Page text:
01/06/2011. Contributed by Tomas L. Martin
American Vampire Volume 1 by Scott Snyder, Rafael Albuquerque and Stephen King. pub: Titan/Vertigo. 192 page graphic novel hardback. Price: GBP 18.99 (UK). ISBN: 978-1-85768-031-0).
check out website: www.titanbooks.com
One of Vertigo’s most high profile new comicbook lines recently was the ambitious ‘American Vampire’, a blood-soaked take on the vampire genre aiming to take it back to its darker horror roots, rather than the more sanitised vampires seen in franchises like ‘Twilight’. Scott Snyder had been working on the idea of Skinner Sweet, the first in a new breed of vampires, for a number of years, but when it was finally decided to turn the story into a series of comics, the Vertigo team pulled off a huge coup: landing the immeasurable talents of Stephen King to co-write alongside Snyder.
This graphic novel contains the first five issues of the series. Each issue is split into two timelines. Snyder writes the more modern timeline, set in Hollywood in 1925, where Pearl, a young girl trying to make it as a movie actress finds that the film industry has a bit more bite than she was expecting. The cocky rebel Skinner Sweet turns up to help her and a satisfyingly destructive swathe is carved across Hollywood.
Stephen King’s sections start in 1925 as well, as an old writer talks about the real events that inspired the character’s books about Skinner Sweet. After a couple of panels, these sections go back fifty years to the wild west, where we learn about Sweet’s origin story, how he went from dastardly outlaw and bank robber to become the first American vampire.
For Sweet is different to the stuffy, nocturnal European vampires that own the railroads and the film production companies, who fear the sunlight and crave power just as much as blood. Due to a quirk of his genes, Skinner is a new breed of vampire. He can walk outside in the daytime, but come the new moon, he loses all his strength and can be killed easily, compared to his near invincibility the rest of the time.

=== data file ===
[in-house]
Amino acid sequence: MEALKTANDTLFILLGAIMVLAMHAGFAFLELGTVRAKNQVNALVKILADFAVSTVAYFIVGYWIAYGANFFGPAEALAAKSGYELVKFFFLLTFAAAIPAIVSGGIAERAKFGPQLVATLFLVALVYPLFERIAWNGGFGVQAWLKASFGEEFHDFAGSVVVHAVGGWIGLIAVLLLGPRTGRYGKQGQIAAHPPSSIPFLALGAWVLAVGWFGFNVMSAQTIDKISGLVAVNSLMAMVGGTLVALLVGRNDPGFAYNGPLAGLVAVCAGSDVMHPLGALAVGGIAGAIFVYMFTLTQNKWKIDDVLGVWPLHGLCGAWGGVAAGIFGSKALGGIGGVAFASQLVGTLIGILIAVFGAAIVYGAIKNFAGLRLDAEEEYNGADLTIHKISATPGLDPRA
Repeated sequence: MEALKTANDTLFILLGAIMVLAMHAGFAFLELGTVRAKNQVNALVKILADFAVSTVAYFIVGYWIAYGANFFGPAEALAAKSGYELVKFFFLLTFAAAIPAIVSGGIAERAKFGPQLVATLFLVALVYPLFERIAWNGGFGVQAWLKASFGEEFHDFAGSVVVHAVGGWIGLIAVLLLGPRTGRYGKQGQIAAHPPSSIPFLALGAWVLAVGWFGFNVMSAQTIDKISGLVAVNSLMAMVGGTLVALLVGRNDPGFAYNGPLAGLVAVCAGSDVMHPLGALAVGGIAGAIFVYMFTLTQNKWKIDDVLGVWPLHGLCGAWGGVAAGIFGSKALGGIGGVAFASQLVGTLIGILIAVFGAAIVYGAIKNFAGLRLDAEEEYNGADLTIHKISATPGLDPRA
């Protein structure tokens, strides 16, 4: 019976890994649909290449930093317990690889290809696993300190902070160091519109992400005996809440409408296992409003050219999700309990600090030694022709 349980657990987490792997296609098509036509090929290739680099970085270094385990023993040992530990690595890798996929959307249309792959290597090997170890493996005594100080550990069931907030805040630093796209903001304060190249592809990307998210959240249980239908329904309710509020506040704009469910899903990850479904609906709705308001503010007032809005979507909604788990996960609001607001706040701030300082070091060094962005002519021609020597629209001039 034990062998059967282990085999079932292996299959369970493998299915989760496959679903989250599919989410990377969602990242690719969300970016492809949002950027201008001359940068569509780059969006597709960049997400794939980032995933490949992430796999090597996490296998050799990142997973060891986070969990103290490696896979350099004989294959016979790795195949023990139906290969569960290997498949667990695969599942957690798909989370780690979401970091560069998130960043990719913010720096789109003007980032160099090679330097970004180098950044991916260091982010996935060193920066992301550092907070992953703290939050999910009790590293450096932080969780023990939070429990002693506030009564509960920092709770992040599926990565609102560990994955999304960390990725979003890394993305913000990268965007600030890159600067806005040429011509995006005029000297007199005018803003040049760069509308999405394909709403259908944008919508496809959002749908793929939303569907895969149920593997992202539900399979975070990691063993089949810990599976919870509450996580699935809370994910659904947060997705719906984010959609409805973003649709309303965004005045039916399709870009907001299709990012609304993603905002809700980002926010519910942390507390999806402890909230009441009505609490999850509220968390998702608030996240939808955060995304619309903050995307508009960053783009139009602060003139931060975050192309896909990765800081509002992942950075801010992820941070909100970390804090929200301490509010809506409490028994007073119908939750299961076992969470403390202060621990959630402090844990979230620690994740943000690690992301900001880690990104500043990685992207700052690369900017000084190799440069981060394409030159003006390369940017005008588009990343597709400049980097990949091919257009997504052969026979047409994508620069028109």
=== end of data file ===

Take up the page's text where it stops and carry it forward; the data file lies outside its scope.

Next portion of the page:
The storylines blend a mix of dark and grisly vampires with the machinations of classic wild west and roaring twenties politics, with the ageless vampires who made the journey to the new continent assuming the power behind the American Dream. Skinner is a classic loose cannon in the vein of the trickster-god Pan, a fly in the ointment of the European vampires domination plans purely because he feels like it. Skinner is not a good person by any stretch of the imagination, but his unpredictability and charm make him an engaging anti-hero. The more innocent Pearl’s uncovering of the vampire world adds a more traditional protagonist to Snyder’s sections and the banter between her and Sweet is well played.
The art for both sections is by Rafael Alberquerque, who uses gritty, detail filled drawings, lushly coloured by Dave McCaig. The richness and vibrant violence of the art complements the unvarnished nature of the story – the creators have really delivered on their promise to return the horror to the vampire sub-genre. Stephen King is no longer writing for the series, but Snyder is a talented writer in his own right and the storyline in this volume sets things up nicely for the rest of the series as we move into the modern era. Definitely worth checking out this passionate and skilful return to the world of the classic vampire of our nightmares.
Tomas L. Martin
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